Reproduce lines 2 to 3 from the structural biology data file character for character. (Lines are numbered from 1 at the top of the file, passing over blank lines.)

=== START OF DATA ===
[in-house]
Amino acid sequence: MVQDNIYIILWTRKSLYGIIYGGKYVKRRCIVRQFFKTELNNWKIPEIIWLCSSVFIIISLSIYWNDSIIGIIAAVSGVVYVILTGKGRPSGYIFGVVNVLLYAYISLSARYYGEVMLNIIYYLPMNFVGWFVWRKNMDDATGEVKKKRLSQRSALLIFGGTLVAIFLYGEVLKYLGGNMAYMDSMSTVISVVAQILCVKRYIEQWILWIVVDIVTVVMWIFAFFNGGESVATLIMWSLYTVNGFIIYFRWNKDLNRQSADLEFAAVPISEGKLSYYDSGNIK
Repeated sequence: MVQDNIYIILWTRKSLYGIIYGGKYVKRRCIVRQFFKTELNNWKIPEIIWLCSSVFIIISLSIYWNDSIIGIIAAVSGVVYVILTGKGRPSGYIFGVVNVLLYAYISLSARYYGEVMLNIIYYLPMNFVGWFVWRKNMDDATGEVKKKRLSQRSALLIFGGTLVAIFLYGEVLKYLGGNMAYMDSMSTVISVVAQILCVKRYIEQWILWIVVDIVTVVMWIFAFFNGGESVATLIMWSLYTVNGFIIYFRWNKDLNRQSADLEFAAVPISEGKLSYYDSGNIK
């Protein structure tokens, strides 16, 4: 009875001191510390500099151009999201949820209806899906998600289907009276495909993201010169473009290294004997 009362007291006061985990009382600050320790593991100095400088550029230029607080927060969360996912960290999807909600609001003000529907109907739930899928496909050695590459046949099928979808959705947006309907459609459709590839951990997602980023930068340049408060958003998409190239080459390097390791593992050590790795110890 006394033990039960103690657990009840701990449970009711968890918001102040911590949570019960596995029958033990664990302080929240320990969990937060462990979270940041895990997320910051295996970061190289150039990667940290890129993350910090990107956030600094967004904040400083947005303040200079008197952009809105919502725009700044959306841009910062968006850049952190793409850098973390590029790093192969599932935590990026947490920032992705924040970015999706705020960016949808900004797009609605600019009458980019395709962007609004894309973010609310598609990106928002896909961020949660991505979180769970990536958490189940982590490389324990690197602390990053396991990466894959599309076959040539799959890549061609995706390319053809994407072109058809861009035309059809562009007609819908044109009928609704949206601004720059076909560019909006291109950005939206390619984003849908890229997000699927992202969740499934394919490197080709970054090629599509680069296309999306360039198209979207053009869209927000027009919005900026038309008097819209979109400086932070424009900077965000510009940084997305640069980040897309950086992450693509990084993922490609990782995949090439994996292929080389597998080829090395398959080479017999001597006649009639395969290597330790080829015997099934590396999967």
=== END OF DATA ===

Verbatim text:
Amino acid sequence: MVQDNIYIILWTRKSLYGIIYGGKYVKRRCIVRQFFKTELNNWKIPEIIWLCSSVFIIISLSIYWNDSIIGIIAAVSGVVYVILTGKGRPSGYIFGVVNVLLYAYISLSARYYGEVMLNIIYYLPMNFVGWFVWRKNMDDATGEVKKKRLSQRSALLIFGGTLVAIFLYGEVLKYLGGNMAYMDSMSTVISVVAQILCVKRYIEQWILWIVVDIVTVVMWIFAFFNGGESVATLIMWSLYTVNGFIIYFRWNKDLNRQSADLEFAAVPISEGKLSYYDSGNIK
Repeated sequence: MVQDNIYIILWTRKSLYGIIYGGKYVKRRCIVRQFFKTELNNWKIPEIIWLCSSVFIIISLSIYWNDSIIGIIAAVSGVVYVILTGKGRPSGYIFGVVNVLLYAYISLSARYYGEVMLNIIYYLPMNFVGWFVWRKNMDDATGEVKKKRLSQRSALLIFGGTLVAIFLYGEVLKYLGGNMAYMDSMSTVISVVAQILCVKRYIEQWILWIVVDIVTVVMWIFAFFNGGESVATLIMWSLYTVNGFIIYFRWNKDLNRQSADLEFAAVPISEGKLSYYDSGNIK